Wine bottling is the last step of the winemaking process and can have a very important impact on wine quality as it reaches the end consumer. Aside from bottling issues due to too high Total Package Oxygen, bottle to bottle variation has been identified as a potentially major technical issue within the wine industry. Accordingly, different bottles of a given wine (e.g. same label and vintage) purchased in the same outlet and therefore intended to be all the same, can show major differences due to various factors. Our Enology Team has carried out different surveys in various countries to investigate the extent of this phenomenon and the potential implication to consumers’ enjoyment of wine. Results from our different studies show that 40 to 50% of the bottles collected in the market show analytical variations, with almost half of them showing also perceptible sensory variations. In other words, for the same batch of wine (e.g. same grape, vintage, packaging, label and bottling), almost one in four bottle show differences that could be picked by consumers. Different sources of variation have been identified such as varying bottling performances from beginning to end of the process, closure oxygen ingress consistency, bottle bore variations or presence of unwanted aroma compounds released from the closure (e.g. TCA).


In the frame of our Enology research activities, we have developed an integrated procedure to assess bottle to bottle variation of a given wine label. Today, we propose wineries with a well-thought, technical approach to control the consistency of their production at the retail level.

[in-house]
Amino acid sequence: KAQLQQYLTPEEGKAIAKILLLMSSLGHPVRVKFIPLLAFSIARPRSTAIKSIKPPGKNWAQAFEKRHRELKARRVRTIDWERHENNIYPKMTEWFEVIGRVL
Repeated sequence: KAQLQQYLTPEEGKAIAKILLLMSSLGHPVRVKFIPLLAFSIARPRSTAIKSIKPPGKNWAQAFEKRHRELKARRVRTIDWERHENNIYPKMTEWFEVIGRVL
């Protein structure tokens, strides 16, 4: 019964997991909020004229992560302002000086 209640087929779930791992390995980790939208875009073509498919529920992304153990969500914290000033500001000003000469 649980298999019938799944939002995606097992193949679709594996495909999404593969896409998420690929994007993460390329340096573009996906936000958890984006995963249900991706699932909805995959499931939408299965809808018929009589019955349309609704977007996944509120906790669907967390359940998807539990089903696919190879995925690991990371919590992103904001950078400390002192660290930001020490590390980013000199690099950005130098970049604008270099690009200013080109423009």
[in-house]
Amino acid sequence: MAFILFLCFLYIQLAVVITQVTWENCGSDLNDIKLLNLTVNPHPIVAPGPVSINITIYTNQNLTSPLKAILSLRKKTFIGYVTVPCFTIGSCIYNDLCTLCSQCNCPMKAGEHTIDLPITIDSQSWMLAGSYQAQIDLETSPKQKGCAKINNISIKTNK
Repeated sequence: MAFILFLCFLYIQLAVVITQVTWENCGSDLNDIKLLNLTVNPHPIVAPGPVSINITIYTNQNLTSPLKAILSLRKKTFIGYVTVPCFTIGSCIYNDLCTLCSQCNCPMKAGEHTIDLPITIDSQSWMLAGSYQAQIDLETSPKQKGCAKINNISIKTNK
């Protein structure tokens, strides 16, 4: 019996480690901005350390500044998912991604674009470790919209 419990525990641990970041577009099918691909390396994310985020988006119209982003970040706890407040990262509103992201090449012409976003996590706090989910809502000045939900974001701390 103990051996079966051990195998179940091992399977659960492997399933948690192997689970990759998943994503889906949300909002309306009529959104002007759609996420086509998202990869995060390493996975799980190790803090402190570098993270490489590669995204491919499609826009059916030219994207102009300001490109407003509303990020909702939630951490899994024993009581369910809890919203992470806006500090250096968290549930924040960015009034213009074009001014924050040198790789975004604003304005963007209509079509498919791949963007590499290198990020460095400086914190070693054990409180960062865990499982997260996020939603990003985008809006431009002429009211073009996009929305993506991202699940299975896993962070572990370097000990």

The proposed method is based on:

  • Collection of bottles directly from market shelves.
  • Chemical analyses performed in our laboratory.
  • Sensory evaluation: provid analytical results that are deemed different enough, a sensory assessment will be performed on the same bottles as the ones used for chemical analyses.


  • Evaluation of bottle to bottle variation can allow wineries to get a clear view of how consistent their brands are in the market.
    • Define the variation spread
    • Understand consequences on customer loyalty
  • Perform performance benchmark by comparing their brands to the identified competition.
  • Identify sources of variations and focus back on production to implement improved bottling procedures.
  • Work on closure selection.

If you are interested in controlling the consistency of your production and finding out if bottle to bottle variation affects your production, please contact us >>